A Look Back

The last week of posts was more about alerting you to take action at the Roundhouse than analyzing issues, but we did have two posts that included important content. Our Thursday, post analyzed the Nevada primary and the debate that preceded it with a focus on Bloomberg, the candidate who finally had to come out from behind his $400M ad campaign and show America who he has been and is, as a candidate. We described our concerns with how the DNC, the media, and those corporate interests that pay the way, are echoing a Bloomberg mantra that is based on forgetfulness of his historic positions and actions. This is a man who a few years ago was a Republican and who has implemented heinous policies that oppressed communities of color. If you missed this post, it is worth your review.

Our Saturday post outlined the potential for a NM rural-urban alliance forged by opposition to the conspiring forces of Wall St and Big Ag. This is an area that Retake will be exploring deeply, as we feel the divide between our rural communities and our urban centers are fueled by industries that benefit from our being divided. If you missed it, please check out the Thursday post.

What a Difference a Day Makes: Roundhouse Rocks

Tuesday, Feb 18. This post provides a clear picture of how quickly things can change in the Roundhouse’s last week. Unfortunately, as the rest of the week played out, we simply ran out of time and too many of our bills fell just one vote short of getting to the Governor.

Click here to read the full post.

Roundhouse Finale & Democratic Debate Review

Thursday, Feb 20. We examine what was accomplished and what still might be achieved on the last day of the session. We also look at an analysis of the Democratic Presidential Primary and the inaugural debate for Mayor “Doomberg.” He endorsed Bush at the 2009 GOP Convention, locked up tens of thousands of men of color, gentrified NYC and devastated neighborhoods of color, and now he wants to be our Dem. nominee.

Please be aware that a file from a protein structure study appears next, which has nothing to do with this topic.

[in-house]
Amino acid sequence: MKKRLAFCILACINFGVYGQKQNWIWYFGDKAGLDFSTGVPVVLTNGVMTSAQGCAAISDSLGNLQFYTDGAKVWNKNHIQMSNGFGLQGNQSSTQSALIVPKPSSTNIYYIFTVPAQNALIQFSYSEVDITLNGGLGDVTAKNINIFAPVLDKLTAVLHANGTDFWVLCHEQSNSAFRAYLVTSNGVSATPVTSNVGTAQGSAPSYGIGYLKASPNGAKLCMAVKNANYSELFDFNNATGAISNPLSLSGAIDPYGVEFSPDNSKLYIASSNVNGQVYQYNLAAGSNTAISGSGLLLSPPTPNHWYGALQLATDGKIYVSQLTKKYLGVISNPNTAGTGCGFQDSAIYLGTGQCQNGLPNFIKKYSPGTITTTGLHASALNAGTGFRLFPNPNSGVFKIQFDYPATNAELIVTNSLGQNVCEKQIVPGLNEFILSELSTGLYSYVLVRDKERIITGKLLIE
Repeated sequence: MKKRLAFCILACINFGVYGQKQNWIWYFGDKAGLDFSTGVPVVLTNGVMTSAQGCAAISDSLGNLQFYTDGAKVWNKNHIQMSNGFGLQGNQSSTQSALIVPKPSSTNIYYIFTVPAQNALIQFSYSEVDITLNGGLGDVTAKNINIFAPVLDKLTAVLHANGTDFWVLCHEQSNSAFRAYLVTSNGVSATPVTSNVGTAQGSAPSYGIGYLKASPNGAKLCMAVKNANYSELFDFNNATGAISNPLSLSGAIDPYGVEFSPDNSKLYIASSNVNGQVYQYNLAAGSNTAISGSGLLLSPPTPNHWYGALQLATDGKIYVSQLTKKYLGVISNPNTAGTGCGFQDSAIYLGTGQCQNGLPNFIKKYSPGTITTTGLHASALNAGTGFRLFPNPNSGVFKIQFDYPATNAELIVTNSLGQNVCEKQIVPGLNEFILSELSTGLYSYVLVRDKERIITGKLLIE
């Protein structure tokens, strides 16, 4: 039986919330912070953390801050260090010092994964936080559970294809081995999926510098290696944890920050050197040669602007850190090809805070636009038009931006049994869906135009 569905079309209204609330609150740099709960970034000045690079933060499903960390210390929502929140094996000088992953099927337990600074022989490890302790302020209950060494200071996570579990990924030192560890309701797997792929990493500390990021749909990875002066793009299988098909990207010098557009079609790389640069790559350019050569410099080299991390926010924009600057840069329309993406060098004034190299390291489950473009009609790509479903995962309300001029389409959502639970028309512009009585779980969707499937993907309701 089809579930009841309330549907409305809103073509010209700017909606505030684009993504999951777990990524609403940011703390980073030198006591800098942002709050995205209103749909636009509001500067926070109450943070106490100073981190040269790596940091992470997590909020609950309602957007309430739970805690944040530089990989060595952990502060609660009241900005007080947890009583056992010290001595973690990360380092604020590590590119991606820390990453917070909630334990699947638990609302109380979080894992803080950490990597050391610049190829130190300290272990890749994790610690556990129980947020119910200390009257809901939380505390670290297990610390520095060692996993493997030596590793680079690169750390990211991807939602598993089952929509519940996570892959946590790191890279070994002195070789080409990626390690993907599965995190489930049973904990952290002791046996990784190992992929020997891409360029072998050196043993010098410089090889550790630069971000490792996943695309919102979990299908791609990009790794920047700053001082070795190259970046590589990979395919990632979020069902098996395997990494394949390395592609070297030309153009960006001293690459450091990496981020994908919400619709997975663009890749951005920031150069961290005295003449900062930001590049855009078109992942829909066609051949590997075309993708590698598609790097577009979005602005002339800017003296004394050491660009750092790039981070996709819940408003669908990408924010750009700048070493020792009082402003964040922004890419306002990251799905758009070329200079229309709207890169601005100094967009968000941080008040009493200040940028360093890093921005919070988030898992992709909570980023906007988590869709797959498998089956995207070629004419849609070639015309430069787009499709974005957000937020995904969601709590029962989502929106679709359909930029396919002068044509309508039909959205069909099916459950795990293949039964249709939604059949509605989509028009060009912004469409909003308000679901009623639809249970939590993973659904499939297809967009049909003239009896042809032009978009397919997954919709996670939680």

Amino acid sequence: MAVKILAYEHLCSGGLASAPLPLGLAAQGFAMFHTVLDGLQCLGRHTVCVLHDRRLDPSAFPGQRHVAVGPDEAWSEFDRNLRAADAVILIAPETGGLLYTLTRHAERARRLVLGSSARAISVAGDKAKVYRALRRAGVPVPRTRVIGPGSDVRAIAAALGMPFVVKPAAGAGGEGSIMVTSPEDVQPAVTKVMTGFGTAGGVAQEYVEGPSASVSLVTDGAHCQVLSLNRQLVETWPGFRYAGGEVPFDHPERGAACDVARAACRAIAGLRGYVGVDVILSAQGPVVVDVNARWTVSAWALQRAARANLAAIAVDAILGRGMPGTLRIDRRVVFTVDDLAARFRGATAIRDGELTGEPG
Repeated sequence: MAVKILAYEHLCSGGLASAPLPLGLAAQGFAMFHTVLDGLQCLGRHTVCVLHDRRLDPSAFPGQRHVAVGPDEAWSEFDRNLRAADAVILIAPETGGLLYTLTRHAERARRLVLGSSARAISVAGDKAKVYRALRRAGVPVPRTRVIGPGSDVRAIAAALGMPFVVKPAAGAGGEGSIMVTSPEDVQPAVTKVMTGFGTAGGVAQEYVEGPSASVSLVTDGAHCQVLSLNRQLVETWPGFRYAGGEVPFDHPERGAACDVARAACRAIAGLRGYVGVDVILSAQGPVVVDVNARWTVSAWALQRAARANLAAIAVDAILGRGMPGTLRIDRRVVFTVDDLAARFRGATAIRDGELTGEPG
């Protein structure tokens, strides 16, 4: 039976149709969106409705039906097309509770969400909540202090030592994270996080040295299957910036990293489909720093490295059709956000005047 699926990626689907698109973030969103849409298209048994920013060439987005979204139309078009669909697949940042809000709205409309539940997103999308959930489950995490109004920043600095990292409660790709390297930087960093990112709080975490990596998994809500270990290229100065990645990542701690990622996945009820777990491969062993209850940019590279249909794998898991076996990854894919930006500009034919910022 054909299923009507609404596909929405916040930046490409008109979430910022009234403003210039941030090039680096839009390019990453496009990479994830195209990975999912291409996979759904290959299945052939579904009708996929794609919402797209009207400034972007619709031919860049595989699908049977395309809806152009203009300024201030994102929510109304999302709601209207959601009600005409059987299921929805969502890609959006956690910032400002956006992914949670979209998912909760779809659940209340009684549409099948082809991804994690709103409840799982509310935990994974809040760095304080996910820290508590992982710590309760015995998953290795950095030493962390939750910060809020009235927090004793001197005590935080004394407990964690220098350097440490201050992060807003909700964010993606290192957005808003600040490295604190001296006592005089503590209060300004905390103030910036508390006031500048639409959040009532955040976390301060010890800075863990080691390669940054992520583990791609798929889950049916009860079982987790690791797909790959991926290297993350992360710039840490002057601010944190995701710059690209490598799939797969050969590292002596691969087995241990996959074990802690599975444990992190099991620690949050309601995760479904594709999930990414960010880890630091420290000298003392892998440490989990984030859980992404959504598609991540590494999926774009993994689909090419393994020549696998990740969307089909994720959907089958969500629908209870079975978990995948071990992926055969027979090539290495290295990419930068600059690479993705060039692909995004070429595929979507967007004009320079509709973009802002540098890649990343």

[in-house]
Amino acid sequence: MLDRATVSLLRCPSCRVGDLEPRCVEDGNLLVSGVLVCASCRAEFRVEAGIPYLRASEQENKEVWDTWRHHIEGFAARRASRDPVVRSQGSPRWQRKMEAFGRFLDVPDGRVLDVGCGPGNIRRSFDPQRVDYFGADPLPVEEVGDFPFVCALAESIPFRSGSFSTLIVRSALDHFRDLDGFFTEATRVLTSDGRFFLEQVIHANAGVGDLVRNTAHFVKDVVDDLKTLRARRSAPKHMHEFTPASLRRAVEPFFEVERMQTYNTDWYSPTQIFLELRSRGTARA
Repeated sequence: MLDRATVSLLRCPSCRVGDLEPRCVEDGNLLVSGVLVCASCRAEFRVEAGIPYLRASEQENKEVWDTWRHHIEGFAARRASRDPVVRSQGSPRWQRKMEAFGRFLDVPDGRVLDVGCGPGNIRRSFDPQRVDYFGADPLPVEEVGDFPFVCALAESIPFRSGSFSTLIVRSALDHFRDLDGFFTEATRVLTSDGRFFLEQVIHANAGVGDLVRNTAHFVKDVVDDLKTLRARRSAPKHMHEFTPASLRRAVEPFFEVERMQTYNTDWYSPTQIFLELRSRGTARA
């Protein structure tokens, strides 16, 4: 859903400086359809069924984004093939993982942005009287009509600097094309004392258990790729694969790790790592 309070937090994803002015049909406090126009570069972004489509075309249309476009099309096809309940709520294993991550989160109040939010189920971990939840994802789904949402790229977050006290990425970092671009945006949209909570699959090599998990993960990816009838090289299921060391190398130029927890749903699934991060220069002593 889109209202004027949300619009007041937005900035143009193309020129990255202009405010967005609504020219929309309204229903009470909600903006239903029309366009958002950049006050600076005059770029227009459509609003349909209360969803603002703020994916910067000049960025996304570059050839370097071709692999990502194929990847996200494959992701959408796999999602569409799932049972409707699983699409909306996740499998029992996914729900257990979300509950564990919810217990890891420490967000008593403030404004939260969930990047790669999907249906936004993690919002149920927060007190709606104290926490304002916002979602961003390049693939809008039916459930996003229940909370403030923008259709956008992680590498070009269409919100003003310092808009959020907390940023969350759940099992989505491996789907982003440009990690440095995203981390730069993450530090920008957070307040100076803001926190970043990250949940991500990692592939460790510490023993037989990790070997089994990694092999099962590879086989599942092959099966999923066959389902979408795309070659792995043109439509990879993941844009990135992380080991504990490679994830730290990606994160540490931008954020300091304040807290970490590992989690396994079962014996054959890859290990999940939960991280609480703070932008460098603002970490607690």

Click here to read the full post.

Rural Farmers Exploited by Trump, Big Ag & Wall St: Potential Opening for a Broad Coalition

Small farmers are bearing the brunt of the tariff war while being exploited by agribusiness consolidation & predatory lending rates from Wall St. bankers. They voted for Trump when he promised to take care them, but he has failed them. In NM, much is said about the rural-urban divide, but it just may be that there is common ground to be found here in NM and nationally, as this post explores.

Click here to read Saturday’s post.

In solidarity,

Paul & Roxanne

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8 replies

  1. Re: Sanders. I heartily recommend the podcast “The Rising”.

    They have several segments every few days. Almost all are informative and politically savvy. The guests are well-chosen. Krystal and Saagar are articulate as hell, and are cheerful and good-looking to boot. Warning: they have a significant pro-Bernie bias. . .

    • Elizabeth Bruenig @ebruenig